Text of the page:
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Should I Spank My Child For Peeing the Bed?

Now, I know that at the end of my last blog post I promised ya’ll that I would write my next piece on why children don’t act up.  I’m gonna get to that at another time because right now I feel like I gotta address an important question this week.

A married mother from Florida wrote me two days ago asked, “Mother Wit, should I spank my child for peeing in the bed?”

Her question came to me via e-mail just as I had finished reading a disturbing story online about the murder of another child.  A few days ago in Harris County, Texas a young black mother snapped and whipped her 4-year-old son to death with a cord because he peed on himself in the car.

She put the boy in the tub and whipped him with a cord more than 20 times, before he stopped breathing.  The boy’s sisters told authorities that the mother beat her son with a cord because “the belt was broken because mom kept whipping the kids so hard it broke into pieces.” You can read more details about the story here.

Lawd have mercy, I said to myself as I read this.  I cried as I thought about that poor little baby being beaten and killed by his mama.  And I thought about the mother.  That’s some kind of rage she had pent up inside her that drove her to beat a child like that.  Though the story didn’t say, I assume she was a single mom, with three kids, no help, and frustrated.

I was once in her shoes and there were times when I snapped on my three kids.  I had so much on me – the bills, keeping a roof over our heads, and all kinds of stress.  And so if my kids made a mess they only added to my stress.  Looking back, I regret all those times I took my frustration out on them.  In those moments when I took a strap to their backsides I never stopped to think that I could seriously do them harm or even kill them for doing what kids do – have accidents and make messes.

And I admit to ya’ll that I even spanked my kids for little things like wetting the bed or pooing on themselves.  I believed they were doing it because they were lazy or to spite me.  It wasn’t until my grandchildren came along that I learned that you should NEVER punish or degrade a child for having accidents or for something they can’t control.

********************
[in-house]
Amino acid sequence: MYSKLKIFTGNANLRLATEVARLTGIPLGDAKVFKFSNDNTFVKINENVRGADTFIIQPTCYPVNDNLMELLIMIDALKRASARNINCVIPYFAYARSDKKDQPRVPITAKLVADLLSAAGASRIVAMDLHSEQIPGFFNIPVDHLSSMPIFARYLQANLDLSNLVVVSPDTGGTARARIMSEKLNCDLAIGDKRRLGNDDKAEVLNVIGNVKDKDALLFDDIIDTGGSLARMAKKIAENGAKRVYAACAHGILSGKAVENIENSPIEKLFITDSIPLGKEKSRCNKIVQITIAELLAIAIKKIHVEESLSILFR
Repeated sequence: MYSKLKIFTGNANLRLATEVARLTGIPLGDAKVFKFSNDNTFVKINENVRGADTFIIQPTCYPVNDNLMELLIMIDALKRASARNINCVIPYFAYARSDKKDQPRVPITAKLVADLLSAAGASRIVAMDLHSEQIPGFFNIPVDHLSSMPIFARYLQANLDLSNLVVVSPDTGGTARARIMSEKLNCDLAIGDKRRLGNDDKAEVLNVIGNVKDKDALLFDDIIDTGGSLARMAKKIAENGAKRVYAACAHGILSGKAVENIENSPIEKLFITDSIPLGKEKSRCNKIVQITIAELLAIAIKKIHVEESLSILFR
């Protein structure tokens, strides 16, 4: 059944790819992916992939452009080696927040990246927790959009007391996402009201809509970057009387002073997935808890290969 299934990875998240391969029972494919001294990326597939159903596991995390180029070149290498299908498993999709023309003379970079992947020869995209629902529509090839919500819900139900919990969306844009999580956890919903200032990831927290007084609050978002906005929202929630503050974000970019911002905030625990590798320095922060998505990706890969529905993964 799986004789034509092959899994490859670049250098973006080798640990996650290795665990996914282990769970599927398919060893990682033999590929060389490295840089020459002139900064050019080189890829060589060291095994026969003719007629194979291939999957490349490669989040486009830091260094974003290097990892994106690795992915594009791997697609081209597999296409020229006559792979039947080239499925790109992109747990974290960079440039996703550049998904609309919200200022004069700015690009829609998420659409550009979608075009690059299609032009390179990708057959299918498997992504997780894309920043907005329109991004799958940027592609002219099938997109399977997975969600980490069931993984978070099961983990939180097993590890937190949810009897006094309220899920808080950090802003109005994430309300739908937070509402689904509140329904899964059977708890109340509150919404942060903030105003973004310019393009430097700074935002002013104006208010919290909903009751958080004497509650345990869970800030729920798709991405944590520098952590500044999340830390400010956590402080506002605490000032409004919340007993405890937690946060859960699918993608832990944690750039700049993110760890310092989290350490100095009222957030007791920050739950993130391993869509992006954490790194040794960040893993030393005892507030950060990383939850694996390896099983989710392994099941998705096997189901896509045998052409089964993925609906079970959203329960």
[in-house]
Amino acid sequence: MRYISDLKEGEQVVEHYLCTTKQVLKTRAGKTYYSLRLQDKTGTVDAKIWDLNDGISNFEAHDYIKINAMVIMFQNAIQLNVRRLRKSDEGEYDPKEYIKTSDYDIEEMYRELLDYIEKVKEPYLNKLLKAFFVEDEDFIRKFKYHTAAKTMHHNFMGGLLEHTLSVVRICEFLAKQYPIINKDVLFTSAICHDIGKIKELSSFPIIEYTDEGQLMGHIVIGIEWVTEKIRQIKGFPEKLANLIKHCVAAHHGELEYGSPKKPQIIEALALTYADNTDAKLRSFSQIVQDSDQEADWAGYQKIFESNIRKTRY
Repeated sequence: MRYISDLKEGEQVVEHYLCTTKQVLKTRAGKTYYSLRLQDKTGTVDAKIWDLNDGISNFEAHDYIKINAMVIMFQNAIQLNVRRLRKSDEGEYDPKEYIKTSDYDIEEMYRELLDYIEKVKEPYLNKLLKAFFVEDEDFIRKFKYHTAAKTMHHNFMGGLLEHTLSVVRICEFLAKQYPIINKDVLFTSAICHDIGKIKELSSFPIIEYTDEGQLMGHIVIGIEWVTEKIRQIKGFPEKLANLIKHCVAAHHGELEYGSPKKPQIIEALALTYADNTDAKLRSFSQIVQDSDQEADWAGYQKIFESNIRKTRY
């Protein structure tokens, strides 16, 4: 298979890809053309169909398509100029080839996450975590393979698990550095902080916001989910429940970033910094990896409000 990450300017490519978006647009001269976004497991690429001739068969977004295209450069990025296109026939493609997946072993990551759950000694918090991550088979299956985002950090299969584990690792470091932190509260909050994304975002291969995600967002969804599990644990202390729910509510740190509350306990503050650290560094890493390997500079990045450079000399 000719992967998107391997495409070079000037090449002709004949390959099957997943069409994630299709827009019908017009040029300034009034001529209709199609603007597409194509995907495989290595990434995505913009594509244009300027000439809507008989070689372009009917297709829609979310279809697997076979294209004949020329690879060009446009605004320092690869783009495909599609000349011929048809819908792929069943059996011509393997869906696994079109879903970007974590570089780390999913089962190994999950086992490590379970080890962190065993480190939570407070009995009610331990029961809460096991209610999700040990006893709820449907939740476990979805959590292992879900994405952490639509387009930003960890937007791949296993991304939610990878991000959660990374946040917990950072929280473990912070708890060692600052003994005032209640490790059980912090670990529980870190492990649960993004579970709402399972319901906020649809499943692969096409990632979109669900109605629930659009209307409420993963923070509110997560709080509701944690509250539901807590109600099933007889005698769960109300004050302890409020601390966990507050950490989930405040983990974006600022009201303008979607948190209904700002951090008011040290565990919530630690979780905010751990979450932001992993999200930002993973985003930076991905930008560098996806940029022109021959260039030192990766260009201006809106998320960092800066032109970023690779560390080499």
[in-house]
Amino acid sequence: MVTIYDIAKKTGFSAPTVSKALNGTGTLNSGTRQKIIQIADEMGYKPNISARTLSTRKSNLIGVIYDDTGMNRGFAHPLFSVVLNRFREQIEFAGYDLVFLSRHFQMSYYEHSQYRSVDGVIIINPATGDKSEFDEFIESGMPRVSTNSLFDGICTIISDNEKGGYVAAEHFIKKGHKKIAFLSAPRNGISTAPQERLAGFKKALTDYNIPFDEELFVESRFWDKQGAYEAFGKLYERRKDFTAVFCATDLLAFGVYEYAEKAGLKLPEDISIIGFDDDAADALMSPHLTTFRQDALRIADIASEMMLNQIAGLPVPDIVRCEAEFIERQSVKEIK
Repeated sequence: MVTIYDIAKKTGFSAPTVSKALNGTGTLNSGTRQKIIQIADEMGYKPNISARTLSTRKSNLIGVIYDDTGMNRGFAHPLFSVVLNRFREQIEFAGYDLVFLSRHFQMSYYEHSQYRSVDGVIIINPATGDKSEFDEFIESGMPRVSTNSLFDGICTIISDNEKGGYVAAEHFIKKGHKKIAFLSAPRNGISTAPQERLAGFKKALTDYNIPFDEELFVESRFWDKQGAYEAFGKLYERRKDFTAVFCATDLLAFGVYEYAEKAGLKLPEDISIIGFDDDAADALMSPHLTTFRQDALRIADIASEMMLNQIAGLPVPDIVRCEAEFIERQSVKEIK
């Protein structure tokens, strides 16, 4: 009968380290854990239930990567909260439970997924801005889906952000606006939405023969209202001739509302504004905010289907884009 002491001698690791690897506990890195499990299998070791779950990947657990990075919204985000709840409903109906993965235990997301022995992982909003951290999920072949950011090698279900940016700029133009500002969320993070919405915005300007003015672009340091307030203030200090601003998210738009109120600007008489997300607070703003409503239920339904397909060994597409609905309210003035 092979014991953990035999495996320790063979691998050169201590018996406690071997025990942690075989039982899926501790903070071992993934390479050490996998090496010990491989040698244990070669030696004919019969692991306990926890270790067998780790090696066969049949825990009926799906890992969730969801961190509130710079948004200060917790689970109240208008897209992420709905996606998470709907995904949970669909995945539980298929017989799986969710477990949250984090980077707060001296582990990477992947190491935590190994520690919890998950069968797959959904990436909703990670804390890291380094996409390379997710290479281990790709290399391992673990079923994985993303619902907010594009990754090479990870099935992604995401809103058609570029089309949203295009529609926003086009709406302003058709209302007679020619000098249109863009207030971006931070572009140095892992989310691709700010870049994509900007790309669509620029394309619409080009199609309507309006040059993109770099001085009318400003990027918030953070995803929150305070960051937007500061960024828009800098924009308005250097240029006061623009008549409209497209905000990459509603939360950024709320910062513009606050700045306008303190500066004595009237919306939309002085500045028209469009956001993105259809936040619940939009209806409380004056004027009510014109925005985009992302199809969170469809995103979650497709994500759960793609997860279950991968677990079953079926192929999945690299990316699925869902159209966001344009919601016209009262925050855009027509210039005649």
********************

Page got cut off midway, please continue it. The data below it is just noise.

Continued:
When my oldest grandson turned five and was still wetting the bed, me and his mother told his pediatrician about the problem.  I was surprised to hear the doctor say that bedwetting at that age was normal, even for kids up to age 8.

He also gave me a list of medical reasons why kids wet or defecate on themselves:

A small bladder. Your child’s bladder may not be developed enough to hold urine produced during the night.

Inability to recognize a full bladder. If the nerves that control the bladder are slow to mature, a full bladder may not wake your child — especially if your child is a deep sleeper.

A hormone imbalance. During childhood, some kids don’t produce enough anti-diuretic hormone (ADH) to slow nighttime urine production.

Stress. Stressful events — such as becoming a big brother or sister, starting a new school, or sleeping away from home — may trigger bed-wetting.

Urinary tract infection. A urinary tract infection can make it difficult for your child to control urination. Signs and symptoms may include bed-wetting, daytime accidents, frequent urination, bloody urine and pain during urination.

Sleep apnea. Sometimes bed-wetting is a sign of obstructive sleep apnea, a condition in which the child’s breathing is interrupted during sleep — often because of inflamed or enlarged tonsils or adenoids. Other signs and symptoms may include snoring, frequent ear and sinus infections, sore throat, and daytime drowsiness.

Diabetes. For a child who’s usually dry at night, bed-wetting may be the first sign of diabetes. Other signs and symptoms may include passing large amounts of urine at once, increased thirst, fatigue and weight loss in spite of a good appetite.

Chronic constipation. A lack of regular bowel movements may make it so your child’s bladder can’t hold much urine, which can cause bed-wetting at night.

A problem in the urinary tract or nervous system. Rarely, bed-wetting is related to a defect in the child’s neurological system or urinary system.

Once the doctor has established that your child does not have a medical problem then there are some other tips that can help you train your child:

  1. Get a urinary bed alarm.  These alarms boxes are worn on the underwear or the pajamas and can sense moisture.  When the sensor detects moisture almost immediately and sounds the alarm, alerting the child to get up and go to the bathroom.
  2. Limit fluids at night.
  3. Lifting. Make sure your child goes to the bathroom at night before bedtime.  Then wake your child up after sleeping for two or three hours so they can use the toilet.
  4. Bladder training. Use an egg timer. Ask your child to let you know when they have used the bathroom.  Tell them to hold it for a few minutes. You start with about five minutes and add a couple minutes each time. The goal is to get to 45 minutes.  This process takes time and you should do it every day.
  5. Rewards and Encouragement.  Use stickers or anything special to the child for a reward. Give them lots of praise and tell them that they are a big boy or girl for not wetting the bed or having accidents during the day.

I felt like I had to share these lessons and tips in this post because there’s absolutely no excuse for children being abused or killed for having accidents.  You can wash out the stains and clean up a mess, but you can’t erase scars and bring back a dead child.


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